Freud appeared to have understood this far more clearly than many who followed.

[P]erhaps the sexual instinct itself may be no simple thing, but put together from components which have come apart again in the perversions. If this is so, the clinical observation of these abnormalities will have drawn our attention to amalgamations which have been lost to view in the uniform behavior of normal people.

(Freud 1905:162)

If the “fact” of homosexuality created the preconditions for recognition of heterosexuality, the ideologizing of homosexuality also ideologized heterosexuality, but more importantly it reflected a transformation of the role of the sexual in the lives of many, something that, in turn, reflected a transformation in the very nature of those living those lives. The creation of a sovereign individual within the West, while transforming political, religious, and familial behavior, was also impacting upon the sexual on the level of both discourse and experience. Modern homosexuals were different from previous generations of “sodomites” to the same degree that many practicing heterosexuals were dif ferent from previous generations of individuals engaging in heterosexual acts.

By the middle of the present century, homosexuality had effectively lost its status as a perversion, especially in the sense we have used it. In recent years, ironically encouraged by the information and imagery attending the current HIV epidemic, it can be said to have lost its status as a significant deviance (Simon 1994). And there is little reason to anticipate a change in the direction of this trend. Beyond the gender of the desired partner, the specific behaviors associated with homosexuals, oral and anal contact, have become the common practice of large numbers of heterosexuals. Still more importantly, with heightened expectations of reciprocity in sexual exchanges, it has become more difficult to assign specific gender significance to modes of participation in sexual acts. (Being “active” and “passive” widely become alternative and reciprocal modalities rather than consistent postures (Bell and Weinberg 1978; Blumstein and Schwartz 1983).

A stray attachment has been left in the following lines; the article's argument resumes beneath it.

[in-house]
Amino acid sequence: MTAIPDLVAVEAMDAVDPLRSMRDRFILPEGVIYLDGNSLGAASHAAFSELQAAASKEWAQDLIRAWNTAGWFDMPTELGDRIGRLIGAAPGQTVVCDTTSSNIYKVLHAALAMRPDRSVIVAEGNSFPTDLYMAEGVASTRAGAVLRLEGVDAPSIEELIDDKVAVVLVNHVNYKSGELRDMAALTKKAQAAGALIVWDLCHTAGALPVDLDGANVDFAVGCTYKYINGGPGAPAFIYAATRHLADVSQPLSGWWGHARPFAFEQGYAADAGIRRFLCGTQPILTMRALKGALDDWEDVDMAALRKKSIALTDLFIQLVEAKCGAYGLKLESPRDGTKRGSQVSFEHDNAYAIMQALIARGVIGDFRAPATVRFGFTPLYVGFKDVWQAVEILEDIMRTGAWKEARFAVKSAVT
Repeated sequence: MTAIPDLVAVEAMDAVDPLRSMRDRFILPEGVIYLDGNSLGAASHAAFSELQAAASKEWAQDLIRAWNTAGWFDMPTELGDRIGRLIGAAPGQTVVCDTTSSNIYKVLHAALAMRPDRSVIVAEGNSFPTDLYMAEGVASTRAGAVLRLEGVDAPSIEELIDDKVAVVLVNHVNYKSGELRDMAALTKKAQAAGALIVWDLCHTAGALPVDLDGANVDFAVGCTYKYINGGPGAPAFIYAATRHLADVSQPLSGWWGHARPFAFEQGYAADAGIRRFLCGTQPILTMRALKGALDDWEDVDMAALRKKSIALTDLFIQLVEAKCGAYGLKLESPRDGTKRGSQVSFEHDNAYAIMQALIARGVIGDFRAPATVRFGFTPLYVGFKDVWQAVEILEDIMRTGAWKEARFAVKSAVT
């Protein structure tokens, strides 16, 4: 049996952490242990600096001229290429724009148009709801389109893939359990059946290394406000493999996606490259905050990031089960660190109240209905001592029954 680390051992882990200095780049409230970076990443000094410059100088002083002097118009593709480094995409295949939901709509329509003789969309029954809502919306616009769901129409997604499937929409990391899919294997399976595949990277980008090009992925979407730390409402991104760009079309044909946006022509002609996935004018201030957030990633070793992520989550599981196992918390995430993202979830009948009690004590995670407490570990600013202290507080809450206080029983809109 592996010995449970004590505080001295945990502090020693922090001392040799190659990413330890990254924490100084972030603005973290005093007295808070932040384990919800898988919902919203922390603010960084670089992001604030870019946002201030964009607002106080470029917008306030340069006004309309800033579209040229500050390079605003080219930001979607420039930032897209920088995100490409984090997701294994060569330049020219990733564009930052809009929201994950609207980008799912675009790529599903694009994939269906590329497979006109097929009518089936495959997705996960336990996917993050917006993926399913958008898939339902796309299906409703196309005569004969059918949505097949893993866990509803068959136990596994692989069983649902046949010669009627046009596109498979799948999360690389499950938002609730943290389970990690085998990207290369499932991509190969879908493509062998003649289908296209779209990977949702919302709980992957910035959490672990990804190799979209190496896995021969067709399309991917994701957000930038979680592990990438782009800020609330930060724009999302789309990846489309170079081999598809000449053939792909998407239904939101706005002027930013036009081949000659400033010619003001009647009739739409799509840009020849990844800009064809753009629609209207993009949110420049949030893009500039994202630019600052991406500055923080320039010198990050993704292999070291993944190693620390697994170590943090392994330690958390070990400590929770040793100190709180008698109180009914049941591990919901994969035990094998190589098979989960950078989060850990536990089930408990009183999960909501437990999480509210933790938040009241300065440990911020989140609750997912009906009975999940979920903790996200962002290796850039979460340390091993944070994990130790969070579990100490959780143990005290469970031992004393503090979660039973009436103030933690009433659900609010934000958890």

The diminishing of the perceived deviance of homosexuality does not necessarily imply a corresponding erosion of the viability of homosexual identities. It should be understood that the explosive emergence of gay liberation, mostly contained within the last twenty-five years, rested upon a number of contributing factors, not least of which was the changed role of the sexual in integrating the narrative of the self that occurs precisely when the individual is burdened with greater responsibility for sustaining this integration than was previously the case.

The emergence of the homosexual as a type from homosexual behavior places many engaged in such behavior still more completely in the control of social life. It is a process that creates the “good homosexual”, the “responsible homosexual”, the “community-oriented homosexual”, and so on. From some perspectives, gay liberation resembles nothing so much as an escape from the isolation wing of a prison into the larger prison. Though the achievements of the goals of homosexual liberation need not culminate in the disappearance of the homosexual identity, it would be more than naive to assume that it will remain unaffected (Browning 1994).